The ECOreport reposts an OP-ED about Germany’s G-20 Presidency May Prevent Backsliding on Climate Actions
Originally published on Center for American Progress
By Gwynne Taraska, Pete Ogden, Nancy Alexander, and Howard Marano
This column previews a forthcoming report from the Center for American Progress and Heinrich-Böll-Stiftung North America.
To date, 17 countries of the G-20—which account for 67 percent of global greenhouse gas pollution—have officially joined the Paris Agreement, bringing it into effect far sooner than anyone expected. If these countries follow through with their commitments to reduce emissions, it will represent unprecedented progress in the global effort to curb climate change.
Continue reading Germany’s G-20 Presidency May Prevent Backsliding on Climate Actions
The ECOreport reposts an OP-Ed explaining the who, what & how as the four Global Trade Deals fight for their lives
Originally Published on Greenpeace Energydesk
by Zachary Davies Boren
Free trade deals around the world are in crisis, just as the UK is preparing to negotiate a clutch of new agreements that would replace its membership of the European Union. For the world’s fifth largest economy, Brexit couldn’t have come at a more turbulent time. The global free trade agenda has endured a nightmare 2016. Each of the big four deals in the pipeline – TTP, TTIP, TISA and CETA – has found itself in roughly the same position: Fighting for its life.
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The ECOreport reposts an OP-ED on developing renewables, South Australia showed the way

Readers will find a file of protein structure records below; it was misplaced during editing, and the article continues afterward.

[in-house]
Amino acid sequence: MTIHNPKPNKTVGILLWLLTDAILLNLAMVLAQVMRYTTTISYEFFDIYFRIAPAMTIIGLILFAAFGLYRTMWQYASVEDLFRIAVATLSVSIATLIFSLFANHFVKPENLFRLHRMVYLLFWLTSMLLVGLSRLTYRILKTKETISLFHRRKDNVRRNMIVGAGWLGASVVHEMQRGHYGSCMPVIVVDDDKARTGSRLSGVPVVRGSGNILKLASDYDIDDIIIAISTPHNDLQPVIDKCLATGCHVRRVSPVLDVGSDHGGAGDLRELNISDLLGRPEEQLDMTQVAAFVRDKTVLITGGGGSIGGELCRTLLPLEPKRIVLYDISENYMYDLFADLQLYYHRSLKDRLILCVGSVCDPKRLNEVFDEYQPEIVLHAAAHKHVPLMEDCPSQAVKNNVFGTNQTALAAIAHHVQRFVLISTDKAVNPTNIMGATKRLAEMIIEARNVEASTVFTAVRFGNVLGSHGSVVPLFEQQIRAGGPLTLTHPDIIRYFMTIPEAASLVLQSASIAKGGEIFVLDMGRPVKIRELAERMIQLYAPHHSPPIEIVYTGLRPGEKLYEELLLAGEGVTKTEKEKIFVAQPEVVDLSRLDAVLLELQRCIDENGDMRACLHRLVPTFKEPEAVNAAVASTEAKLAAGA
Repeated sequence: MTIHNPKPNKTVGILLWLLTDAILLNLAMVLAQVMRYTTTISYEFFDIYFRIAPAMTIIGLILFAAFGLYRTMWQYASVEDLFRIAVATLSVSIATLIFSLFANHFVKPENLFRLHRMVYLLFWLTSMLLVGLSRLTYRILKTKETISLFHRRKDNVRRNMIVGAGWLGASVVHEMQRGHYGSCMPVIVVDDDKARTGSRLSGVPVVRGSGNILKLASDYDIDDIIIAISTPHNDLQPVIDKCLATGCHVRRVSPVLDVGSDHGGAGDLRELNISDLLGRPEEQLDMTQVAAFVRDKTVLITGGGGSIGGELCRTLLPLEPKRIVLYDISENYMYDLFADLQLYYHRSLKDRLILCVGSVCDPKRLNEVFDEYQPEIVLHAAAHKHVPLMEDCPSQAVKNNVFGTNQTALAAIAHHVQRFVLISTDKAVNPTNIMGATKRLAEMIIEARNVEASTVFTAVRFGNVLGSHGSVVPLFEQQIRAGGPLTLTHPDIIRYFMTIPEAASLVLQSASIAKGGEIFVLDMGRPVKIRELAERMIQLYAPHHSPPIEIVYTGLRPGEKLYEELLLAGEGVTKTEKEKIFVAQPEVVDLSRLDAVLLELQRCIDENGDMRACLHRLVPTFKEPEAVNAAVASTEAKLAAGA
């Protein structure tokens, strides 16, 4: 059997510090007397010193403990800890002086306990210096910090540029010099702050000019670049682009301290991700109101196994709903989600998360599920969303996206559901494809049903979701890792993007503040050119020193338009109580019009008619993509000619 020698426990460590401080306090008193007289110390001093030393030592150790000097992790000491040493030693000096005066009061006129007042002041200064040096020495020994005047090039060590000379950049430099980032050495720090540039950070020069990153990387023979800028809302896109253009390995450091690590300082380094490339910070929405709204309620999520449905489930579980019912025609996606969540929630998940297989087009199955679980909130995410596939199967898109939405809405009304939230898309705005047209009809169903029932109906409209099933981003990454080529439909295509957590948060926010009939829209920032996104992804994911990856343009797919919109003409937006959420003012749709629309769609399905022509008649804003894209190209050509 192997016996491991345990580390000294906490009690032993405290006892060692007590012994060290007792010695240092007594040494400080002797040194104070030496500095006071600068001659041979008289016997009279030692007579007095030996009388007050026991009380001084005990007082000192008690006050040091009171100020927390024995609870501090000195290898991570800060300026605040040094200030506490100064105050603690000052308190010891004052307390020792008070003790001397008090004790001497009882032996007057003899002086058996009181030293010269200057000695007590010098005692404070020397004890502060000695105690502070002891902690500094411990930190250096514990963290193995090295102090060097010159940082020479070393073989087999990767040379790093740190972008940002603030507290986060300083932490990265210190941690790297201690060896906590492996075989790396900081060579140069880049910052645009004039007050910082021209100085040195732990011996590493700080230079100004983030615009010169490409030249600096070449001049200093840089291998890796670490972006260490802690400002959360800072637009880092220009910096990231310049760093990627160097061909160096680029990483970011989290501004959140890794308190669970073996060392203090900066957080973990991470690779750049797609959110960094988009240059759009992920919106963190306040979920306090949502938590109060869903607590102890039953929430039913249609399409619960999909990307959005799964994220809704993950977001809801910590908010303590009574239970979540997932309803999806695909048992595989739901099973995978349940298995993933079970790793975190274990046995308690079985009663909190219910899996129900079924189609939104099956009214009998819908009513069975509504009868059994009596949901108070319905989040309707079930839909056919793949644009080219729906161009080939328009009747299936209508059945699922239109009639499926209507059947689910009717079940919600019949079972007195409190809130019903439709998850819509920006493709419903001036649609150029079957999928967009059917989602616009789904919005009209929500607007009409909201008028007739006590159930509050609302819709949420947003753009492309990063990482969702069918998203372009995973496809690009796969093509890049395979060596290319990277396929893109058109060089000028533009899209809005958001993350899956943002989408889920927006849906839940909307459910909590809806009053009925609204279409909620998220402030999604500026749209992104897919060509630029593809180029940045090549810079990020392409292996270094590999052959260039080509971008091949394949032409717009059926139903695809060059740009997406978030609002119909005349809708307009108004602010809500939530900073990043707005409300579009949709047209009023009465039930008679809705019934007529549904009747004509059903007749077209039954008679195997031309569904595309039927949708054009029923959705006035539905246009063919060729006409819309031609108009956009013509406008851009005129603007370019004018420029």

From the David Suzuki Foundation
By David Suzuki
First-time visitors to Australia are often drawn to the big city attractions of Sydney and Melbourne or the fabulous beaches of Queensland’s Gold Coast. I’ve always had a soft spot for Adelaide in South Australia, a city built more on a human scale, where downtown can be easily navigated on bike, foot or tram. For me, Adelaide’s greatest attraction is a huge market right in the city’s centre.
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The ECOreport reposts the announcement of Climate Change’s First Mammal Extinction
Originally published on UQ News
University of Queensland and Queensland Government researchers have confirmed that the Bramble Cay melomys – the only mammal species endemic to the Great Barrier Reef – is the first mammal to go extinct due to human-induced climate change.
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The ECOreport reposts the story of a growing trend in Australia & the UK: Greening of Commercial Leases
Originally Published on University of Oxford News
New opportunities to fight climate change in these properties are coming from an unlikely source: the commercial property lease. A new study finds that more than 60% of all leases signed in Sydney’s central business district contain ‘green’ clauses, a fourfold increase over five years since 2009.
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The ECOreport reposts a story of coral bleaching & one university’s contribution to fighting climate change on the Great Barrier Reef